We kick off the new year with a familiar story. The Insidious franchise has managed to stay relevant enough to garner continuous deeper plot explorations. Labeling the additional movies as sequels or even prequels would be incorrect. Blumhouse has taken a very interesting approach with the supernatural horror franchise. Rather than a linear continuation that most movies take, audiences are treated to one big story that comes from different perspectives. Insidious: The Last Key promises to keep this enjoyable tradition going.
Insidious: The Last Key takes a step back in time to the childhood years of Elise Rainier. Young Elise (Ava Kolker) tries to cope with her ability to see the dead, and with a father that continuous punishes her whenever she speaks about her gift. This struggle eventually causes young Elise to leave her family home to find comfort, sanity and understanding elsewhere in the world. Jump ahead decades and the Elise (Lin Shaye) that we’ve come to know is about to get a call that send her back to her home where faced her most tumultuous moments as a child. Accompanied by Specs (Leigh Whannell) and Tucker (Angus Sampson) yet again, Elise goes home to face the terrifying demons of her past. Truths she could not imagine are awaiting her arrival that will change everything.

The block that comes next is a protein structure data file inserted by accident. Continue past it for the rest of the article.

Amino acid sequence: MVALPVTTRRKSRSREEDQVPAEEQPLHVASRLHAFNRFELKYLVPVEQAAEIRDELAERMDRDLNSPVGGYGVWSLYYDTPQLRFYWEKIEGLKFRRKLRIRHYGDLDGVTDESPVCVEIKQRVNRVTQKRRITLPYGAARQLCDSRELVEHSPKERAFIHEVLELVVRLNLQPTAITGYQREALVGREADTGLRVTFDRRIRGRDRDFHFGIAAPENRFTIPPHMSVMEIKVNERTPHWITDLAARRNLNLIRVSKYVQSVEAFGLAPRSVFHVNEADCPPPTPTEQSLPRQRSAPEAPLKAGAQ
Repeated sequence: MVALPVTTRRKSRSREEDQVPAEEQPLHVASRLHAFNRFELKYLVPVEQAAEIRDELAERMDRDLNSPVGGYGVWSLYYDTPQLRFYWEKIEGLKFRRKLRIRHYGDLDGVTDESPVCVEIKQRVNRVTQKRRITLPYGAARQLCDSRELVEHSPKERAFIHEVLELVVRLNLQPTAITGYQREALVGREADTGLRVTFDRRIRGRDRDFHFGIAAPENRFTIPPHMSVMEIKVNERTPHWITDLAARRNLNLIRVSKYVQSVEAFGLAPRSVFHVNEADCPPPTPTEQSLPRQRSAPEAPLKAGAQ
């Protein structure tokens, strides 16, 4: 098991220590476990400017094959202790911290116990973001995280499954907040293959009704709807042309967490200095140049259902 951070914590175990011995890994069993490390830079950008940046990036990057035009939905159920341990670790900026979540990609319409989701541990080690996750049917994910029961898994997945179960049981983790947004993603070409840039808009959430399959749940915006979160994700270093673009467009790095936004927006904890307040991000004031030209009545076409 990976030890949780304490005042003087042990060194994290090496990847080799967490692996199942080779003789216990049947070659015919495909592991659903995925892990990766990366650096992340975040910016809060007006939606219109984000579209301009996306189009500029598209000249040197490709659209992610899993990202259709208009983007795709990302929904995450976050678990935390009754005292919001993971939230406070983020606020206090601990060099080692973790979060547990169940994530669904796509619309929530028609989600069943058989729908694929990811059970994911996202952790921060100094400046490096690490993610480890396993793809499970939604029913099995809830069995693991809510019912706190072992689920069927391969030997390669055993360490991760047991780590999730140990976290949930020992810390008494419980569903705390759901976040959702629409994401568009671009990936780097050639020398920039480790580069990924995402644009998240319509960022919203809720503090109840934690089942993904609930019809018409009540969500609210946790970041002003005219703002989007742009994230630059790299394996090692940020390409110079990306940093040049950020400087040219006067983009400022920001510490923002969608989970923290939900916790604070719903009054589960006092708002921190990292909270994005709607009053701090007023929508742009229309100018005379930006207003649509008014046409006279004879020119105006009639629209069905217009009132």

Just where does Insidious: The Last Key fall in the timeline compared to previous movies? That’s hard to definitively say but that’s only because it touches on some many areas. Do yourselves a favor and don’t try and define it in a “when category”, look at is as more a comprehensive summary while adding in important substance throughout. The plot of this latest feature is solid, as is the writing. Where it falls off though is in its attempts to frighten hopeful filmgoers. There are some seemingly scary moments, but not enough to carry this into a state of heart-pounding fervor.
While not a completely satisfying chapter, Insidious: The Last Key does provide some great context into its overall picture. Temper expectations of fear and go into this with an understanding that you will gain a much clearer picture of why Elise is the focal point of this franchise. This feels like more of a collection of deleted scenes of previous movies rather than a feature film. In theaters now.